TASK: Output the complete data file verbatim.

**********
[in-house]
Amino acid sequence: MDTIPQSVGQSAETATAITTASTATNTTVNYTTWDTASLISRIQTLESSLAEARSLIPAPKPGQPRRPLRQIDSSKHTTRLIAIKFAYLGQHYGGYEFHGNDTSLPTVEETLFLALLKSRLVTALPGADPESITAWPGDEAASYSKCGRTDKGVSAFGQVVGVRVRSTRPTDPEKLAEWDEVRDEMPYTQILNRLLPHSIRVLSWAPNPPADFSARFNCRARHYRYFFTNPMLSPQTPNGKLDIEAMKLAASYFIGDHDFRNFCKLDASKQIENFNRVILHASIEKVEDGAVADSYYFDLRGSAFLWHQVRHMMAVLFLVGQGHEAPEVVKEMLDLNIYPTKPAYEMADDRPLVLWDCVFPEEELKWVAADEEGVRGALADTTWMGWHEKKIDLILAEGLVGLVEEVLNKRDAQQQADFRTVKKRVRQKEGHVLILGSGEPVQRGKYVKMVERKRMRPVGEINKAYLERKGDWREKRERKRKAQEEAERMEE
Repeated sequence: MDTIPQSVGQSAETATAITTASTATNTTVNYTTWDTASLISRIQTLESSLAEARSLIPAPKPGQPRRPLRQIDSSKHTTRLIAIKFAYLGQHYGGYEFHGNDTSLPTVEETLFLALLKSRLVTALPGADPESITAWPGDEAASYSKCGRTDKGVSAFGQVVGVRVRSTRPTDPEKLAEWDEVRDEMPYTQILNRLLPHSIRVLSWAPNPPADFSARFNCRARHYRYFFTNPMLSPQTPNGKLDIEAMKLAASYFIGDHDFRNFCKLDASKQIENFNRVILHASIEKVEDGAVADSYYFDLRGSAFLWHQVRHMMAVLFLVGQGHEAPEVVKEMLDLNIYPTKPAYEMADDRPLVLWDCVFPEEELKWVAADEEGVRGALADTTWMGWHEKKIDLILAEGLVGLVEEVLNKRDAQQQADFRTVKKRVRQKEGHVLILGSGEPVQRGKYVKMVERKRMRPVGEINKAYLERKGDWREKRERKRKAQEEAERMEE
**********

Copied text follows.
[in-house]
Amino acid sequence: MDTIPQSVGQSAETATAITTASTATNTTVNYTTWDTASLISRIQTLESSLAEARSLIPAPKPGQPRRPLRQIDSSKHTTRLIAIKFAYLGQHYGGYEFHGNDTSLPTVEETLFLALLKSRLVTALPGADPESITAWPGDEAASYSKCGRTDKGVSAFGQVVGVRVRSTRPTDPEKLAEWDEVRDEMPYTQILNRLLPHSIRVLSWAPNPPADFSARFNCRARHYRYFFTNPMLSPQTPNGKLDIEAMKLAASYFIGDHDFRNFCKLDASKQIENFNRVILHASIEKVEDGAVADSYYFDLRGSAFLWHQVRHMMAVLFLVGQGHEAPEVVKEMLDLNIYPTKPAYEMADDRPLVLWDCVFPEEELKWVAADEEGVRGALADTTWMGWHEKKIDLILAEGLVGLVEEVLNKRDAQQQADFRTVKKRVRQKEGHVLILGSGEPVQRGKYVKMVERKRMRPVGEINKAYLERKGDWREKRERKRKAQEEAERMEE
Repeated sequence: MDTIPQSVGQSAETATAITTASTATNTTVNYTTWDTASLISRIQTLESSLAEARSLIPAPKPGQPRRPLRQIDSSKHTTRLIAIKFAYLGQHYGGYEFHGNDTSLPTVEETLFLALLKSRLVTALPGADPESITAWPGDEAASYSKCGRTDKGVSAFGQVVGVRVRSTRPTDPEKLAEWDEVRDEMPYTQILNRLLPHSIRVLSWAPNPPADFSARFNCRARHYRYFFTNPMLSPQTPNGKLDIEAMKLAASYFIGDHDFRNFCKLDASKQIENFNRVILHASIEKVEDGAVADSYYFDLRGSAFLWHQVRHMMAVLFLVGQGHEAPEVVKEMLDLNIYPTKPAYEMADDRPLVLWDCVFPEEELKWVAADEEGVRGALADTTWMGWHEKKIDLILAEGLVGLVEEVLNKRDAQQQADFRTVKKRVRQKEGHVLILGSGEPVQRGKYVKMVERKRMRPVGEINKAYLERKGDWREKRERKRKAQEEAERMEE